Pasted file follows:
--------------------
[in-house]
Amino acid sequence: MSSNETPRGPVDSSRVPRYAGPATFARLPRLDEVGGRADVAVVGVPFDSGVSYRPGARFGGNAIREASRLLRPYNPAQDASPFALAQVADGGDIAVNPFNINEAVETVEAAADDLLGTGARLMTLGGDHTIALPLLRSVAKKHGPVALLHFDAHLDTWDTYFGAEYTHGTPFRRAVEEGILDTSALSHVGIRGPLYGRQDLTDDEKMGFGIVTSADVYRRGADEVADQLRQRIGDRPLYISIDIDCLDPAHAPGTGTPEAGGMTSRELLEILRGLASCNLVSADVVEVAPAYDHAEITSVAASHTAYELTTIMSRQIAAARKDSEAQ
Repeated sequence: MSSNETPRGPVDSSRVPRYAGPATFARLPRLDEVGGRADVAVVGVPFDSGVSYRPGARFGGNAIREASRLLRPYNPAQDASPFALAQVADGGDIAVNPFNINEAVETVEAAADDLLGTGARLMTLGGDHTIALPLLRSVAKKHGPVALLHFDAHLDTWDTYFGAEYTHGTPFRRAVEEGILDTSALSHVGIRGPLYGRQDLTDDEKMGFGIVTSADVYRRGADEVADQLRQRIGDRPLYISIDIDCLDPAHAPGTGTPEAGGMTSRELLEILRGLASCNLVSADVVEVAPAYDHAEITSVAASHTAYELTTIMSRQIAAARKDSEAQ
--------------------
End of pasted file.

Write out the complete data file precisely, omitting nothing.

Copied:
[in-house]
Amino acid sequence: MSSNETPRGPVDSSRVPRYAGPATFARLPRLDEVGGRADVAVVGVPFDSGVSYRPGARFGGNAIREASRLLRPYNPAQDASPFALAQVADGGDIAVNPFNINEAVETVEAAADDLLGTGARLMTLGGDHTIALPLLRSVAKKHGPVALLHFDAHLDTWDTYFGAEYTHGTPFRRAVEEGILDTSALSHVGIRGPLYGRQDLTDDEKMGFGIVTSADVYRRGADEVADQLRQRIGDRPLYISIDIDCLDPAHAPGTGTPEAGGMTSRELLEILRGLASCNLVSADVVEVAPAYDHAEITSVAASHTAYELTTIMSRQIAAARKDSEAQ
Repeated sequence: MSSNETPRGPVDSSRVPRYAGPATFARLPRLDEVGGRADVAVVGVPFDSGVSYRPGARFGGNAIREASRLLRPYNPAQDASPFALAQVADGGDIAVNPFNINEAVETVEAAADDLLGTGARLMTLGGDHTIALPLLRSVAKKHGPVALLHFDAHLDTWDTYFGAEYTHGTPFRRAVEEGILDTSALSHVGIRGPLYGRQDLTDDEKMGFGIVTSADVYRRGADEVADQLRQRIGDRPLYISIDIDCLDPAHAPGTGTPEAGGMTSRELLEILRGLASCNLVSADVVEVAPAYDHAEITSVAASHTAYELTTIMSRQIAAARKDSEAQ